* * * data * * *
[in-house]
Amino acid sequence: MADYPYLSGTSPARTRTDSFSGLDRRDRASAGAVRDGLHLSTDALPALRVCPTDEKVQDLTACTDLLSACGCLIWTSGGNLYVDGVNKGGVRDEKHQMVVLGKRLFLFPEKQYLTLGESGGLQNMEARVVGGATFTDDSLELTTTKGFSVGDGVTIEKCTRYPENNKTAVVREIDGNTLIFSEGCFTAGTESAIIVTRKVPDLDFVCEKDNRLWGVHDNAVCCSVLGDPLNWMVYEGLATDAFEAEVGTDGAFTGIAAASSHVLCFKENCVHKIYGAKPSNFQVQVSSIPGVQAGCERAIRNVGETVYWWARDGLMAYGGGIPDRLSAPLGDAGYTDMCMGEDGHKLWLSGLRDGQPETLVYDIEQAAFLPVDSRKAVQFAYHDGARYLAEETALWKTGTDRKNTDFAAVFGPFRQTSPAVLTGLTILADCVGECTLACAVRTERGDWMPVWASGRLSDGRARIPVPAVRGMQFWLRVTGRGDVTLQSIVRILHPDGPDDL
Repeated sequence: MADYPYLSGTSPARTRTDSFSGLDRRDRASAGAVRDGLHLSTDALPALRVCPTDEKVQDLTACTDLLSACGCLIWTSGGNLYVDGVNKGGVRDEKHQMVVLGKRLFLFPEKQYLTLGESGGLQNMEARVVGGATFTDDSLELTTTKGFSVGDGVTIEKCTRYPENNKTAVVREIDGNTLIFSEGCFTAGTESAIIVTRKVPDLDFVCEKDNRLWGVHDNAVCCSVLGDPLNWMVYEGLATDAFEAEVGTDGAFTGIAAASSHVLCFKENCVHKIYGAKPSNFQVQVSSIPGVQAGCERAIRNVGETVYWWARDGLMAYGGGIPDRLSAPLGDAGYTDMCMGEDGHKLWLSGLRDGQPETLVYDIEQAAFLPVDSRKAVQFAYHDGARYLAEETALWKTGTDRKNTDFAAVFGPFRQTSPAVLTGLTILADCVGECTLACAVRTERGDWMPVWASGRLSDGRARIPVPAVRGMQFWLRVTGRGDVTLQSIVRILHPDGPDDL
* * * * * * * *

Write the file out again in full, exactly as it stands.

[in-house]
Amino acid sequence: MADYPYLSGTSPARTRTDSFSGLDRRDRASAGAVRDGLHLSTDALPALRVCPTDEKVQDLTACTDLLSACGCLIWTSGGNLYVDGVNKGGVRDEKHQMVVLGKRLFLFPEKQYLTLGESGGLQNMEARVVGGATFTDDSLELTTTKGFSVGDGVTIEKCTRYPENNKTAVVREIDGNTLIFSEGCFTAGTESAIIVTRKVPDLDFVCEKDNRLWGVHDNAVCCSVLGDPLNWMVYEGLATDAFEAEVGTDGAFTGIAAASSHVLCFKENCVHKIYGAKPSNFQVQVSSIPGVQAGCERAIRNVGETVYWWARDGLMAYGGGIPDRLSAPLGDAGYTDMCMGEDGHKLWLSGLRDGQPETLVYDIEQAAFLPVDSRKAVQFAYHDGARYLAEETALWKTGTDRKNTDFAAVFGPFRQTSPAVLTGLTILADCVGECTLACAVRTERGDWMPVWASGRLSDGRARIPVPAVRGMQFWLRVTGRGDVTLQSIVRILHPDGPDDL
Repeated sequence: MADYPYLSGTSPARTRTDSFSGLDRRDRASAGAVRDGLHLSTDALPALRVCPTDEKVQDLTACTDLLSACGCLIWTSGGNLYVDGVNKGGVRDEKHQMVVLGKRLFLFPEKQYLTLGESGGLQNMEARVVGGATFTDDSLELTTTKGFSVGDGVTIEKCTRYPENNKTAVVREIDGNTLIFSEGCFTAGTESAIIVTRKVPDLDFVCEKDNRLWGVHDNAVCCSVLGDPLNWMVYEGLATDAFEAEVGTDGAFTGIAAASSHVLCFKENCVHKIYGAKPSNFQVQVSSIPGVQAGCERAIRNVGETVYWWARDGLMAYGGGIPDRLSAPLGDAGYTDMCMGEDGHKLWLSGLRDGQPETLVYDIEQAAFLPVDSRKAVQFAYHDGARYLAEETALWKTGTDRKNTDFAAVFGPFRQTSPAVLTGLTILADCVGECTLACAVRTERGDWMPVWASGRLSDGRARIPVPAVRGMQFWLRVTGRGDVTLQSIVRILHPDGPDDL